Tag Archives: what ever happened to baby jane?

Who’s Afraid of Baby Jane?

Happy Halloween, everybody! You can start celebrating this scariest/best of all holidays by reading my piece over at The Film Experience about Bette Davis’s riveting performance in What Ever Happened to Baby Jane?. It’s towering, terrifying work by a legendary actress, the kind of performance that really separates the girls from the women. Nobody else could have done quite what Bette does with the part.

Sorry we’ve been AWOL here at PGG for much of this all-important week—Halloween parties, part-time jobs, and nasty colds will do that to you—but now we’re back to help celebrate. The foulest stench is in the air! The funk of 40,000 years! Happy Halloween!

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“Don’t worry, Miss Blanche…”

For me, this the most disturbing, grotesque, and all-around creepy scene in Robert Aldrich’s What Ever Happened to Baby Jane? (1962). It’s a terrifying movie about Baby Jane Hudson (Bette Davis), once a famous child star, who is now old, alcoholic, and “caring” for her disabled sister Blanche (Joan Crawford). She’s also delusional and sadistic, hiding dead rats and canaries in Blanche’s serving tray, cutting off Blanche’s contact with the outside world, and planning an unlikely comeback with her only friend, a pianist (Victor Buono) who lives with his mother. Imagine Sunset Blvd.‘s Norma Desmond with an even more tenuous grip on reality, and you’ve got Baby Jane.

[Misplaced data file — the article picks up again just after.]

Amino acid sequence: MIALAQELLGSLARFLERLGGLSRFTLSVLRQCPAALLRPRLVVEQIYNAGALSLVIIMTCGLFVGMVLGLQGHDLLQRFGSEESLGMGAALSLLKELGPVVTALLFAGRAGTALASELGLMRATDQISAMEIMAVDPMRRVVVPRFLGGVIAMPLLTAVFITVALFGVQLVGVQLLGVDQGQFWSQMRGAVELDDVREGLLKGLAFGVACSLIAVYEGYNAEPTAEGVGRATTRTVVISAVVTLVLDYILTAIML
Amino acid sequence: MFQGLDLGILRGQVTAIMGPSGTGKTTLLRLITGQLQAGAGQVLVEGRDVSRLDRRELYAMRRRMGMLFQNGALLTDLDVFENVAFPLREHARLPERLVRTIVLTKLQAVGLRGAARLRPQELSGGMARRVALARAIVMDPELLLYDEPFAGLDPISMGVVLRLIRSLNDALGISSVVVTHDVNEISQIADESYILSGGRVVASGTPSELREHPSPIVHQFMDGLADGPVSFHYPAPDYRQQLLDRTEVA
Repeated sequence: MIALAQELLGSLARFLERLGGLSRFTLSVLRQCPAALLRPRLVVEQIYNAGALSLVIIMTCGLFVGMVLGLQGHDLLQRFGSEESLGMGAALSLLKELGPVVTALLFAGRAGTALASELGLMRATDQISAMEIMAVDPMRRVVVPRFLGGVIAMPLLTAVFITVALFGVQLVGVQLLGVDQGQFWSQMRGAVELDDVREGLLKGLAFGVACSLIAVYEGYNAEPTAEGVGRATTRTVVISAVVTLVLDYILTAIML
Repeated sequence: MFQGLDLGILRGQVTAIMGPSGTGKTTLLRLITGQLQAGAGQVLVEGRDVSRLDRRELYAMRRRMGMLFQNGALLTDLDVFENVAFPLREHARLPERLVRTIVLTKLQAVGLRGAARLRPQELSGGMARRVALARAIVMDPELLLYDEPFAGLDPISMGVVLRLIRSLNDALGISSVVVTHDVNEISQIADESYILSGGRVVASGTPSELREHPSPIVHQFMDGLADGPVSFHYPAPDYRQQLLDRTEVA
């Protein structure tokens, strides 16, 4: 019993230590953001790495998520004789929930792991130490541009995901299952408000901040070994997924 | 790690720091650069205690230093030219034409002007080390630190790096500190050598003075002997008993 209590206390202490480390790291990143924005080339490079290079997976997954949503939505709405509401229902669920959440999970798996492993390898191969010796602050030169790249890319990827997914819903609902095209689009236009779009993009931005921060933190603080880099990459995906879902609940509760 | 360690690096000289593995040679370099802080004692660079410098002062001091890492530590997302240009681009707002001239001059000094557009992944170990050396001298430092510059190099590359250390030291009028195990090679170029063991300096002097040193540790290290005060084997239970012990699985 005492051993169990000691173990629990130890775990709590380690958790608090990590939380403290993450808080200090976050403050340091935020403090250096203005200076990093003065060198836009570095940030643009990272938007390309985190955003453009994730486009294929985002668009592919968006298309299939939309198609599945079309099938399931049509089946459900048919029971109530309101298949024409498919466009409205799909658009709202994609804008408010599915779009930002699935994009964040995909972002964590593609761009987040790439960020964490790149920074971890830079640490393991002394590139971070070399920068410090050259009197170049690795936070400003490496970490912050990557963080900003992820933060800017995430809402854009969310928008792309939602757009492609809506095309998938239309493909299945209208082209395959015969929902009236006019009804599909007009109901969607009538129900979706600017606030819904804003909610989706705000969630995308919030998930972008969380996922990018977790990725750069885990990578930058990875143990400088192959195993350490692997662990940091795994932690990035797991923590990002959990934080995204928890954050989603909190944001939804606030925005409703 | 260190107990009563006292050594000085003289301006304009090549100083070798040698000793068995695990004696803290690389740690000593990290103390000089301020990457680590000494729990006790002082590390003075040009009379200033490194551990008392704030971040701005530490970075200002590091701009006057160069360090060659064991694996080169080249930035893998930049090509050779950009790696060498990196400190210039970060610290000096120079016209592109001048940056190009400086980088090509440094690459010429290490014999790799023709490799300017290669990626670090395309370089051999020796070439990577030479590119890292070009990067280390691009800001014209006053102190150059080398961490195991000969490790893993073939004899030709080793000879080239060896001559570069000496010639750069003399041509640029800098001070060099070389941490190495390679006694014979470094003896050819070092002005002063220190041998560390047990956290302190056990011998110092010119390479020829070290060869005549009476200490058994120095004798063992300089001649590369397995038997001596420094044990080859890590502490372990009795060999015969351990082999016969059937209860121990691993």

Late in the film, Jane decides that Blanche has been a little too uncooperative, so she takes desperate measures. This results in the gruesome image you see above. The sight of Blanche, who’s already unable to walk, having her hands tied above her and a piece of tape over her mouth, is almost too much to bear. It looks like something out of a medieval dungeon, but here it’s on the second floor of a nice house in 1960s Los Angeles. The image and context could hardly be more incongruous, especially since that’s the bruised and contorted face of Crawford, one of 1930s and ’40s Hollywood’s most iconic starlets. When you add in the fact that she’s just about to see her kindly maid – and only possibly means of escape – murdered by her psychotic sister… wow. This scene gets me every time.

(Davis, by the way, is out of control and over the top, scarier than just about any fanged or clawed movie monster. She’s got that off-putting twinkle in her eye and that twang of childlike innocence in her voice. She’s also the villain who launched a thousand drag queens. I’ve written a letter to Da-ddy…)


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